It’s easy to see that technological change will have an impact on our working environment, and the jobs we do in the future. But trying to actually envisage what that change will look like is a lot harder.
Only the smartest few were able to anticipate the huge changes the microprocessor would bring about back in the 1970s, and since then the advent of the internet and mobile technology have shaken our working routines even more.
Can we look into the future? It’s not easy, but we can examine trends, see how leaders are changing our workplaces, and recognise our own needs, in order to get some good ideas.
So, what will the workplace of the future look like? Here are four ideas:
1. Different from each other
Companies will hire their own ‘tool builders’ to give them the edge. In fact, some big companies already do.
We work with companies that build their own Windows Phone apps to give their staff the tools they need on their mobile device.
Elsewhere, newspapers are now hacking together their own tools to meet their needs. Writing a newspaper article at the Guardian and the Financial Times now means becoming familiar with different systems, built by their own in-house teams. Some of these tools could start a second wave of automation, to take advantage of new software paradigms. Take the automated financial reporting being rolled out by Associated Press1, or the robot journalism the LA Times used to report an earthquake, just three minutes after it happened.2
Those custom tools could be physical too. Wearable technology will make offices – and other places like factories, hospitals, construction sites – even more unfamiliar. BMW’s 3D-printed ‘super-thumbs’, customised for each worker to provide support on the production line, are an example. They’re designed and built by BMW to meet their workers’ needs, providing muscular support in the form of a custom exoskeleton designed for each worker. 3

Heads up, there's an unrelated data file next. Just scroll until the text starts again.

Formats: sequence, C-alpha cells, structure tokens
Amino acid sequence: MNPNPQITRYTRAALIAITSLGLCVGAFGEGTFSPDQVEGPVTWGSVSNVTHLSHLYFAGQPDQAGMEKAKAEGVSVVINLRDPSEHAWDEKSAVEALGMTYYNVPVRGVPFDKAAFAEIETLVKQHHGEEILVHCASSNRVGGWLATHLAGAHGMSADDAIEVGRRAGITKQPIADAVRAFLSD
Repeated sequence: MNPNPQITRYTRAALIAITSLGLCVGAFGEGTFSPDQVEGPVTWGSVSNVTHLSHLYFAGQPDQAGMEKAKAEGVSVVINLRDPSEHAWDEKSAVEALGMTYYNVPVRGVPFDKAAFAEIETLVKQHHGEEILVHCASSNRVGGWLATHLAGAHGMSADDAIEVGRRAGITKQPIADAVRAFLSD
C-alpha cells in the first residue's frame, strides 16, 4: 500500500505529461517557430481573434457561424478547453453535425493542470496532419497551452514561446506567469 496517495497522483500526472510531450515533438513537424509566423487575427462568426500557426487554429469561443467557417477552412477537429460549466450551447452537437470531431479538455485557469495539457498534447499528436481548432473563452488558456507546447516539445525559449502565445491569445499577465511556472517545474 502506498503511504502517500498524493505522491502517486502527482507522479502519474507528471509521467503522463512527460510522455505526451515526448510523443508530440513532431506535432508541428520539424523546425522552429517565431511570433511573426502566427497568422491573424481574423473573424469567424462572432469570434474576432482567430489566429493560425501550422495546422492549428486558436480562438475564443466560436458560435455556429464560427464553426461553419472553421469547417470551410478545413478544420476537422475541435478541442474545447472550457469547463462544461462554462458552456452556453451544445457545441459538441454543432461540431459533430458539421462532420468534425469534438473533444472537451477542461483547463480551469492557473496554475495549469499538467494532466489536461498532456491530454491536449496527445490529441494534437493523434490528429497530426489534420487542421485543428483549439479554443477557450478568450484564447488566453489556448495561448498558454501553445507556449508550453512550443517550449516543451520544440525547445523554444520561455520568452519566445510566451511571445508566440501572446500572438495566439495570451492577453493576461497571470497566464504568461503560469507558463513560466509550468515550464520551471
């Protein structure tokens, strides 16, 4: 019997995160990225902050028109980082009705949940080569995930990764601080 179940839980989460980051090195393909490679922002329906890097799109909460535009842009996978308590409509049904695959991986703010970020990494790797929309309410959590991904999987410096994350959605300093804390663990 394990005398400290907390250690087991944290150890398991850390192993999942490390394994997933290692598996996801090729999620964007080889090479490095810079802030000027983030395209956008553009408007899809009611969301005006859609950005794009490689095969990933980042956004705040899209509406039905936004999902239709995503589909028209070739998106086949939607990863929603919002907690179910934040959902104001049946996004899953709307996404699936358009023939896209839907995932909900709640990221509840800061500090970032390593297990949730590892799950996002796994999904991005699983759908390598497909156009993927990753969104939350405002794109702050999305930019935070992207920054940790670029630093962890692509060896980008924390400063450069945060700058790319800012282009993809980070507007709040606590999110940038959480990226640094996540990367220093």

2. Different everyday
Moveable walls. Frostable glass. Smart displays. These are ways that changeable environments can help people get the most out of their office space. Desks which adjust their height, like StirDesk which uses software to help you stand more throughout the day, are proving popular in places such as Twitter’s new London HQ. 4
Your office needs to be private, or collaborative, when you need it to be. Uber, the technology-driven taxi firm, has a ‘war room’ with a fog effect for its glass walls in case meetings get too heated. Otherwise they’re transparent so visitors can appreciate the openness of the company.5
Brookfield, an asset management firm, has giant video walls that use Xbox Kinect technology. The screens automatically display information of Brookfield’s portfolio, and when somebody stops to look at something, the screen will show additional information on the topic that caught their eye. And it has meeting rooms that let you know who’s booked them, too.6
3. In different places
Flexible working is on the rise – it’s great for employee wellness and gives companies the opportunity to save on office space.
The rise of flexible working is leading to the creation of new kinds of informal workspaces. Hotels, such as the Ace Hotel in New York, are vying for workers to come, not just to their conference rooms or business centres, but also to their lobbies. People can relax and have a drink, while meeting other professionals around long communal worktables. Start-up hostels also offer attractive workspaces for entrepreneurs and students who want to combine work and travel.
What is clear is that our phones will play a crucial role – communication is the crux of flexible working. It’s not just about sharing documents and using apps, but being able to speak clearly to colleagues and send messages with ease. In a world of working from wherever, our communication and clarification efforts will be more important, so connectivity and good skills must come together.
4. More windows
Carbon-reduction targets are real around the world, as is the will to be responsible and sustainable among business leaders. So sustainable workplaces should be as commonplace as sustainable homes. But what does that mean?
At its most basic, fresh air and natural light make for better workplaces. Noise and pollution stopped lots of office workers opening windows to cool themselves down and feel some ownership of their building – but new environmentally-friendly vehicles are making cities quieter and cleaner – so we won’t have to shut ourselves off any longer.
That’s not it of course – it’s all part of smarter design. Using thermal mass to regulate building temperature, smart ventilation to keep air fresh, and generating energy on-site. Pavegen, for example, is a floor tile that generates energy when people walk over it. 7
How is your workplace adapting to change? What changes are you making in your workplace to increase productivity and attract a new generation of workers? Let us know below.